0 votes
asked ago by (54.9k points)
edited ago by
Oct 4 -- The Bureau of Labor Statistics (BLS) invites comments to OMB by November 3, 2022 regarding the Census of Fatal Occupational Injuries.

The Census of Fatal Occupational Injuries provides policymakers and the public with comprehensive, verifiable, and timely measures of fatal work injuries. Data are compiled from various sources including Federal, State, and local governments, the private sector and individuals and include information on how the incident occurred as well as various characteristics of the employers and the deceased worker. This information is used for surveillance of fatal work injuries and for developing prevention strategies.
The Bureau of Labor Statistics (BLS) was delegated responsibility by the Secretary of Labor for implementing Section 24(a) of the Occupational Safety and Health Act of 1970. This section states that “the Secretary shall compile accurate statistics on work injuries and illnesses which shall include all disabling, serious, or significant injuries and illnesses . . .”

Prior to the implementation of the Census of Fatal Occupational Injuries (CFOI), the BLS generated estimates of occupational fatalities for private sector employers from a sample survey of about 280,000 establishments. Studies showed that occupational fatalities were underreported in those estimates as well as in those compiled by regulatory, vital statistics, and workers' compensation systems. Estimates prior to the CFOI varied widely, ranging from 3,000 to 10,000 fatal work injuries annually. In addition, information needed to develop prevention strategies were often missing from these earlier programs.

National data covering all 50 states, New York City, the District of Columbia, and three U.S. Territories have been compiled and published annually since 1992.

The CFOI compiles comprehensive, accurate, and timely information on work-injury fatalities needed to develop effective prevention strategies. The system collects information concerning the incident, demographic information of the deceased, and characteristics of the employer. Data are used to:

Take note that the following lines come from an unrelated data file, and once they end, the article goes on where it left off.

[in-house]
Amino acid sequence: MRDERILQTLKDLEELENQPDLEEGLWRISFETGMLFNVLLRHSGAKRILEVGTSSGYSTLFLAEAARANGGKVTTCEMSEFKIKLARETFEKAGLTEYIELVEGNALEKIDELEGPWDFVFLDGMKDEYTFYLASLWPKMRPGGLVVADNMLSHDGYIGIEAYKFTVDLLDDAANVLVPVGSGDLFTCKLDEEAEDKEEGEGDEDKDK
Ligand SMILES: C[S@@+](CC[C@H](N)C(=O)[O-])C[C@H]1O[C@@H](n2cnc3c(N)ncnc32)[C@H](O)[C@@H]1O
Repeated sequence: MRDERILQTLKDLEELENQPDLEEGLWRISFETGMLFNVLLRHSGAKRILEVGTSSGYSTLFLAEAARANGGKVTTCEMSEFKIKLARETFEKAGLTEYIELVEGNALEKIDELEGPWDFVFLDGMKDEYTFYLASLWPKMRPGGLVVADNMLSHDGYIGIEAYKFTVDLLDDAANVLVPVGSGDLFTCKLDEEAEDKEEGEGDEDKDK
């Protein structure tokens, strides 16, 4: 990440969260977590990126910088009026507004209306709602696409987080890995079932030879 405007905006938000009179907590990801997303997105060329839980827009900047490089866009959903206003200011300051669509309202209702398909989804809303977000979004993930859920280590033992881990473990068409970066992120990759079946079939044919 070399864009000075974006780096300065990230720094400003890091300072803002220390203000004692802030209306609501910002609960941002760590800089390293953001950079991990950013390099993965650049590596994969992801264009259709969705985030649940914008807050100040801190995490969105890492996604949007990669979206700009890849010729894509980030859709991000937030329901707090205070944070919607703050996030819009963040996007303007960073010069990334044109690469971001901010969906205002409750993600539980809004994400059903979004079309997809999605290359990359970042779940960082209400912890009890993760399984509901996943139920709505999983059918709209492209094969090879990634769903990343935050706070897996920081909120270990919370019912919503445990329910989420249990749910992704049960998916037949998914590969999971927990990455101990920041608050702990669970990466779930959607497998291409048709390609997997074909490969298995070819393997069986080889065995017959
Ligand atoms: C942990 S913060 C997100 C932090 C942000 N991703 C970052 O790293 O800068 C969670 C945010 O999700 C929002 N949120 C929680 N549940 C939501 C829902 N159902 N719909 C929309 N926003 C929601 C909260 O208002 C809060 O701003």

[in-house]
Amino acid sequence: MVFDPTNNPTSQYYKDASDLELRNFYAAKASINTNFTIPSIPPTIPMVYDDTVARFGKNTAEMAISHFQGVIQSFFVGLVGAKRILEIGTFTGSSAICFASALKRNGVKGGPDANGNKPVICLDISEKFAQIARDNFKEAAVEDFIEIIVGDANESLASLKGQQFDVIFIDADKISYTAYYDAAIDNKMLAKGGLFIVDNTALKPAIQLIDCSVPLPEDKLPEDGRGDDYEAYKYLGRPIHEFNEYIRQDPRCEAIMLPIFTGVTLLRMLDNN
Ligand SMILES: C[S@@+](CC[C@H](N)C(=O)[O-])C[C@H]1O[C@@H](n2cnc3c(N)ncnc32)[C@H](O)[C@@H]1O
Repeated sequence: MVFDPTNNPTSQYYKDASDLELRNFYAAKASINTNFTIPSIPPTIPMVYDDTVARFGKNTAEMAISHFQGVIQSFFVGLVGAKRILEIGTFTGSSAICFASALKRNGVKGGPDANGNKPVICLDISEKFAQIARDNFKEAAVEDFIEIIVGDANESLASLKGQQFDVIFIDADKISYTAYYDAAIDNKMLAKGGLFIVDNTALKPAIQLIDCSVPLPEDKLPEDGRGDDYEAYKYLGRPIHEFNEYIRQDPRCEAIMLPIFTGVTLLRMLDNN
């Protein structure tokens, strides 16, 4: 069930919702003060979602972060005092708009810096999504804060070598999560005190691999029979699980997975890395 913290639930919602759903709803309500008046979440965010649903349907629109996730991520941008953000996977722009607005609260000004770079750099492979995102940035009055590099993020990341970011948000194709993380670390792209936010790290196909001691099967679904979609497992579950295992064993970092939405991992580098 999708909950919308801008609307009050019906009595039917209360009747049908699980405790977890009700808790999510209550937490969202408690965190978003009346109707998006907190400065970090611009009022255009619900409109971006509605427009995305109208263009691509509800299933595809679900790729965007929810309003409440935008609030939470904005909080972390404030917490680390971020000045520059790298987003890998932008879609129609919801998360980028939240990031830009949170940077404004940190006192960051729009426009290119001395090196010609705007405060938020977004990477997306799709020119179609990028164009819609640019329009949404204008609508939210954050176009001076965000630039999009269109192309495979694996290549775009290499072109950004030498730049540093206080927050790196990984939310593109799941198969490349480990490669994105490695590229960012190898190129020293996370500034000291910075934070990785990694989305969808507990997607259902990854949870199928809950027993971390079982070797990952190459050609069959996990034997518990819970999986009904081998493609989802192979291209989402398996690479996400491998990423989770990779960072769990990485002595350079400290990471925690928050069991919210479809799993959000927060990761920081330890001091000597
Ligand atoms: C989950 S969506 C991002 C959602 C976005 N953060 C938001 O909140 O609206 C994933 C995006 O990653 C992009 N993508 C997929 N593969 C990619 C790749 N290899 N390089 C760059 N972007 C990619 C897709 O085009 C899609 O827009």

Develop employee safety training programs.
Develop and assess the effectiveness of safety standards.
Conduct research for developing prevention strategies.

In addition, state partners use the data to publish state reports, to identify state-specific hazards, to allocate resources for promoting safety in the workplace, and to evaluate the quality of work life in the state.

In 2019 and 2020, 5,333 (pre-pandemic) and 4,764 (pandemic) workers, respectively, lost their lives because of fatal work injuries. This official systematic, verifiable count mutes controversy over the various counts from different sources. The CFOI count has been adopted by the National Safety Council and other organizations as the sole source of a comprehensive count of fatal work injuries for the U.S. If this information were not collected, confusion over the number and patterns in fatal occupational injuries would hamper prevention efforts. By providing timely occupational fatality data, the CFOI provides safety and health managers the information necessary to respond to emerging workplace hazards.

During 2020, BLS national office responded to 148 requests for CFOI data from various organizations. (This figure excludes requests received by states for state-specific data.) In addition, the CFOI page of the BLS website averaged about 7,015 users per month in 2020.

National office staff also responded to numerous requests from safety organizations for staff members to participate in safety conferences and seminars. The CFOI research file, made available to safety and health groups, is being used by 12 organizations. Study topics include fatalities by worker demographic category (young workers, older workers, Hispanic workers); by occupation or industry (construction workers, police officers, firefighters, landscaping workers, workers in oil and gas extraction); by event (heat-related fatalities, fatalities from workplace violence, suicides, falls from ladders); or other research such as safety and health program effectiveness and the impact of fatality risk on wages. A current list of research articles and reports that include CFOI data can be found at: http://www.bls.gov/​iif/​publications.htm.

Census of Fatal Occupational Injuries https://www.bls.gov/iif/oshcfoi1.htm
BLS submission to OMB: https://www.reginfo.gov/public/do/PRAViewICR?ref_nbr=202206-1220-001 Click IC List for data collection instruments, View Supporting Statement for technical documentation. Submit comments through this webpage.
FRN: https://www.federalregister.gov/d/2022-21463

For AEA members wishing to submit comments, "A Primer on How to Respond to Calls for Comment on Federal Data Collections" is available at https://www.aeaweb.org/content/file?id=5806

Please log in or register to answer this question.